So with marriage looming (now only 2 days away), my uncle and I struck out to the smokies to get some long over due fishing time together in. After the always too long drive to get to the NC side, we parked at the trailhead and started out. We made quick work of the 2.6 mile hike and we got on the water about 9:00.
The water was definitely way up, especially compared to what it has been in the years past with the drought. The calm pools and gentle runs had been replaced with rushing whitewater that seemed to cloak the entire surface of the river. I figured i would be drudging nymphs, but instead i decided to try a dry fly first just to see.
Once we made it in the water we noticed the water was not only up and fast, but also pretty cool. After crawling through some rhododendron and finally making it to a somewhat open area to fish, we quickly got into some fish with the dries, which was sort of a surprise. Bow and arrow cast was the order of the day as we didn't really have room for a roll cast except for in a few places. We continued the trek upstream and seemed to be going into a gorge, although the stream opened up some. This was one of those streams that offered just enough interesting stream crossings to challenge ourselves, while entertaining the other person. Seems like nothing is funnier than watching someone try to climb a 8' rock ledge that is wet with water rushing down both sides.........that is until it's your turn.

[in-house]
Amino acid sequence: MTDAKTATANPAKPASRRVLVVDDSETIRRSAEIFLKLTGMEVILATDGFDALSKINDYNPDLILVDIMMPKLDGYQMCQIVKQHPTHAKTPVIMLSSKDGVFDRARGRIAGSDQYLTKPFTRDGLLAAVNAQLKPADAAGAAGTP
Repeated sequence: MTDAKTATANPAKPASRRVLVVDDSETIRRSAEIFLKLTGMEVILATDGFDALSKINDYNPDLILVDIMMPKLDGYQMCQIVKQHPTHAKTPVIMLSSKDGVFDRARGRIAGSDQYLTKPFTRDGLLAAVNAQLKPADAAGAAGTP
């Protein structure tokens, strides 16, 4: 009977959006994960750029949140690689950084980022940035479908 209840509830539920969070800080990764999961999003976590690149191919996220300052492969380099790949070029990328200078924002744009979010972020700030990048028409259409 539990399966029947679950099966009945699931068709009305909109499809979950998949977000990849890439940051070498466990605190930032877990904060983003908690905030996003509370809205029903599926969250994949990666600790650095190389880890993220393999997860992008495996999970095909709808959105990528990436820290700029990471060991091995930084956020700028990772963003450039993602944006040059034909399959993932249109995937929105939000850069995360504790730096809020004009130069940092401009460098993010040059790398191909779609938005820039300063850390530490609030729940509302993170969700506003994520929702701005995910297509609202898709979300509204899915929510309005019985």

Anyways, after every massive rock that was scaled and downed tree that was traversed across, eager fish awaited. The stream was small but seemed to house plenty of fish and it was good to see the stream maintained good population levels after the drought. After several hours and cloudy skies looming, we decided to make the hike back downstream through the riverbed to the trail. This proved to be the most difficult part of the day as all that water was pushing us the whole way. Several falls occurred, but luckily nothing too bad.
This was one of those trips where the whole adventure outshined the fishing. While the fishing was great, the beauty and ruggedness of the mountains and the effort that was put forth to travel in stream in the backcountry was something that words can't fully explain. Here are some pics that will hopefully show y'all what i mean.